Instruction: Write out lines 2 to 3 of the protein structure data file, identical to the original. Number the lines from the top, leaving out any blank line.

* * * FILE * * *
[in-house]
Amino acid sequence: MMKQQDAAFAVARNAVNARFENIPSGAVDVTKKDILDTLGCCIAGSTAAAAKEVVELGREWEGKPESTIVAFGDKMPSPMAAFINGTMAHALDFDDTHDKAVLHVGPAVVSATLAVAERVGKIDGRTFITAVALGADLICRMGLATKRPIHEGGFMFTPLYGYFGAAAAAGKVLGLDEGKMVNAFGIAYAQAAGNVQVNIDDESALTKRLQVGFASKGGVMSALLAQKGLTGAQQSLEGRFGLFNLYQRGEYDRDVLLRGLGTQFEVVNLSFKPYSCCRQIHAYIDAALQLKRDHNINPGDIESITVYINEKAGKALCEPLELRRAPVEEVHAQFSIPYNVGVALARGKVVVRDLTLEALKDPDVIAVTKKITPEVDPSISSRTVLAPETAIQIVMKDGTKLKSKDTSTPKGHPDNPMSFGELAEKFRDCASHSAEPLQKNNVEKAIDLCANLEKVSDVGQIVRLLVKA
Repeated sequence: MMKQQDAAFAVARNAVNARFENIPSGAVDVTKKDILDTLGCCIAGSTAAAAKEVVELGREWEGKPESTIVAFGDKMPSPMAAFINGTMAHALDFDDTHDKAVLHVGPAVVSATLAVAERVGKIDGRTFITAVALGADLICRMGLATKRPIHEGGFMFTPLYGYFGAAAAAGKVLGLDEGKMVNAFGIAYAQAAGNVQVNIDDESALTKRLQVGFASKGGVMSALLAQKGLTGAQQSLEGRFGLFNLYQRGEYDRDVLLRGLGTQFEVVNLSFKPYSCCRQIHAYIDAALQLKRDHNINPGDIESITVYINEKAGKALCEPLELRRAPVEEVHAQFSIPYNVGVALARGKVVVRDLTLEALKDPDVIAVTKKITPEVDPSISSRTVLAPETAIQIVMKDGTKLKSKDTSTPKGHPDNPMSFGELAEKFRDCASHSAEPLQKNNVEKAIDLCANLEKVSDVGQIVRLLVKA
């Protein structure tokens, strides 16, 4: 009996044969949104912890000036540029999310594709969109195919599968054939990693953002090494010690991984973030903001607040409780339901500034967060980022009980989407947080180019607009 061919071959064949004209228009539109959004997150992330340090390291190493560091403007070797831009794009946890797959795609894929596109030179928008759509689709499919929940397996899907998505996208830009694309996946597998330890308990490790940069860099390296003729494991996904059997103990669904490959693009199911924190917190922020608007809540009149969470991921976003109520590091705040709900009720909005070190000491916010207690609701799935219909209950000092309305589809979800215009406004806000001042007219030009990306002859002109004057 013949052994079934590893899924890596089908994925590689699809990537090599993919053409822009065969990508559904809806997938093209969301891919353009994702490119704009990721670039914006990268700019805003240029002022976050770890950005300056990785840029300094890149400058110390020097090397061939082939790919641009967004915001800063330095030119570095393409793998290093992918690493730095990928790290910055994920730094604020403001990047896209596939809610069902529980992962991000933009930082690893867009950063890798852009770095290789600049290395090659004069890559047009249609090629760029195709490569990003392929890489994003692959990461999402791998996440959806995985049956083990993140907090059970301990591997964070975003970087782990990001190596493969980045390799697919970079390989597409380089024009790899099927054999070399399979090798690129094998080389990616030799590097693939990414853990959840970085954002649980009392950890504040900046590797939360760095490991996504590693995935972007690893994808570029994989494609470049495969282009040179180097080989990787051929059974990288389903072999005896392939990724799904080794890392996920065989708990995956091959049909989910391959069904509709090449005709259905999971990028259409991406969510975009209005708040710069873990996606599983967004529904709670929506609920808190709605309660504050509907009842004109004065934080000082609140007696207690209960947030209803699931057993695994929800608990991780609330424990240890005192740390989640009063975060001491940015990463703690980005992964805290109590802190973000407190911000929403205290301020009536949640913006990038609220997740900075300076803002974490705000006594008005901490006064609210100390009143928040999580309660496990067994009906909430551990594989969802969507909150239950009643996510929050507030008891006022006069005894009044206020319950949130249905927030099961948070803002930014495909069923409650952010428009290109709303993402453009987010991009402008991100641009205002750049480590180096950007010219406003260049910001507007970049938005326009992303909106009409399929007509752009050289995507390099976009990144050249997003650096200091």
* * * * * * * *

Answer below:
Amino acid sequence: MMKQQDAAFAVARNAVNARFENIPSGAVDVTKKDILDTLGCCIAGSTAAAAKEVVELGREWEGKPESTIVAFGDKMPSPMAAFINGTMAHALDFDDTHDKAVLHVGPAVVSATLAVAERVGKIDGRTFITAVALGADLICRMGLATKRPIHEGGFMFTPLYGYFGAAAAAGKVLGLDEGKMVNAFGIAYAQAAGNVQVNIDDESALTKRLQVGFASKGGVMSALLAQKGLTGAQQSLEGRFGLFNLYQRGEYDRDVLLRGLGTQFEVVNLSFKPYSCCRQIHAYIDAALQLKRDHNINPGDIESITVYINEKAGKALCEPLELRRAPVEEVHAQFSIPYNVGVALARGKVVVRDLTLEALKDPDVIAVTKKITPEVDPSISSRTVLAPETAIQIVMKDGTKLKSKDTSTPKGHPDNPMSFGELAEKFRDCASHSAEPLQKNNVEKAIDLCANLEKVSDVGQIVRLLVKA
Repeated sequence: MMKQQDAAFAVARNAVNARFENIPSGAVDVTKKDILDTLGCCIAGSTAAAAKEVVELGREWEGKPESTIVAFGDKMPSPMAAFINGTMAHALDFDDTHDKAVLHVGPAVVSATLAVAERVGKIDGRTFITAVALGADLICRMGLATKRPIHEGGFMFTPLYGYFGAAAAAGKVLGLDEGKMVNAFGIAYAQAAGNVQVNIDDESALTKRLQVGFASKGGVMSALLAQKGLTGAQQSLEGRFGLFNLYQRGEYDRDVLLRGLGTQFEVVNLSFKPYSCCRQIHAYIDAALQLKRDHNINPGDIESITVYINEKAGKALCEPLELRRAPVEEVHAQFSIPYNVGVALARGKVVVRDLTLEALKDPDVIAVTKKITPEVDPSISSRTVLAPETAIQIVMKDGTKLKSKDTSTPKGHPDNPMSFGELAEKFRDCASHSAEPLQKNNVEKAIDLCANLEKVSDVGQIVRLLVKA